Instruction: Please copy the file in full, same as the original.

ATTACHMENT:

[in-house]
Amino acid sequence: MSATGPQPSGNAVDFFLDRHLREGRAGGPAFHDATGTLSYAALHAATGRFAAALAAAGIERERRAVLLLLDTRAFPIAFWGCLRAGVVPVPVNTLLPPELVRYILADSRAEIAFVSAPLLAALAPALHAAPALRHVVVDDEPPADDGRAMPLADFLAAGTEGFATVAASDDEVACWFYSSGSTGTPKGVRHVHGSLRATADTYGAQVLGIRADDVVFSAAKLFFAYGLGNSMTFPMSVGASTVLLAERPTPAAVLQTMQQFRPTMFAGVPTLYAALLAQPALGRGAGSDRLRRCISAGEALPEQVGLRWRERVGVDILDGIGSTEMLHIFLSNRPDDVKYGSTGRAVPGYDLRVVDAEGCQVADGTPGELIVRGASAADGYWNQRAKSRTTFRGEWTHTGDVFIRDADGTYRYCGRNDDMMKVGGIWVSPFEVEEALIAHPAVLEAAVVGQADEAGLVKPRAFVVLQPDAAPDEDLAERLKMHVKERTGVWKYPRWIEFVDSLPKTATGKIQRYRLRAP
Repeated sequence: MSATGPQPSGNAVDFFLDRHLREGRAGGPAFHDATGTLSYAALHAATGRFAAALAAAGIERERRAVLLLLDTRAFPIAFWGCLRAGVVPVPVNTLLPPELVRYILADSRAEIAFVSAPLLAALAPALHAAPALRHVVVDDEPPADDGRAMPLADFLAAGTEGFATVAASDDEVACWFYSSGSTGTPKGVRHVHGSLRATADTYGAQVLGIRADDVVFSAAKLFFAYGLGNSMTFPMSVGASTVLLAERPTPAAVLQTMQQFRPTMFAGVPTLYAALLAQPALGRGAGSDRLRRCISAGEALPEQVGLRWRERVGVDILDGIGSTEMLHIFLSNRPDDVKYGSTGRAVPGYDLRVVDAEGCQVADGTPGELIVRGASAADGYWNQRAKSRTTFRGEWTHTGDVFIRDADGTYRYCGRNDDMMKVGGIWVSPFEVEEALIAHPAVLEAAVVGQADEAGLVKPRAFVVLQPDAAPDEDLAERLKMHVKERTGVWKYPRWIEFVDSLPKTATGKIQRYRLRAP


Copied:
[in-house]
Amino acid sequence: MSATGPQPSGNAVDFFLDRHLREGRAGGPAFHDATGTLSYAALHAATGRFAAALAAAGIERERRAVLLLLDTRAFPIAFWGCLRAGVVPVPVNTLLPPELVRYILADSRAEIAFVSAPLLAALAPALHAAPALRHVVVDDEPPADDGRAMPLADFLAAGTEGFATVAASDDEVACWFYSSGSTGTPKGVRHVHGSLRATADTYGAQVLGIRADDVVFSAAKLFFAYGLGNSMTFPMSVGASTVLLAERPTPAAVLQTMQQFRPTMFAGVPTLYAALLAQPALGRGAGSDRLRRCISAGEALPEQVGLRWRERVGVDILDGIGSTEMLHIFLSNRPDDVKYGSTGRAVPGYDLRVVDAEGCQVADGTPGELIVRGASAADGYWNQRAKSRTTFRGEWTHTGDVFIRDADGTYRYCGRNDDMMKVGGIWVSPFEVEEALIAHPAVLEAAVVGQADEAGLVKPRAFVVLQPDAAPDEDLAERLKMHVKERTGVWKYPRWIEFVDSLPKTATGKIQRYRLRAP
Repeated sequence: MSATGPQPSGNAVDFFLDRHLREGRAGGPAFHDATGTLSYAALHAATGRFAAALAAAGIERERRAVLLLLDTRAFPIAFWGCLRAGVVPVPVNTLLPPELVRYILADSRAEIAFVSAPLLAALAPALHAAPALRHVVVDDEPPADDGRAMPLADFLAAGTEGFATVAASDDEVACWFYSSGSTGTPKGVRHVHGSLRATADTYGAQVLGIRADDVVFSAAKLFFAYGLGNSMTFPMSVGASTVLLAERPTPAAVLQTMQQFRPTMFAGVPTLYAALLAQPALGRGAGSDRLRRCISAGEALPEQVGLRWRERVGVDILDGIGSTEMLHIFLSNRPDDVKYGSTGRAVPGYDLRVVDAEGCQVADGTPGELIVRGASAADGYWNQRAKSRTTFRGEWTHTGDVFIRDADGTYRYCGRNDDMMKVGGIWVSPFEVEEALIAHPAVLEAAVVGQADEAGLVKPRAFVVLQPDAAPDEDLAERLKMHVKERTGVWKYPRWIEFVDSLPKTATGKIQRYRLRAP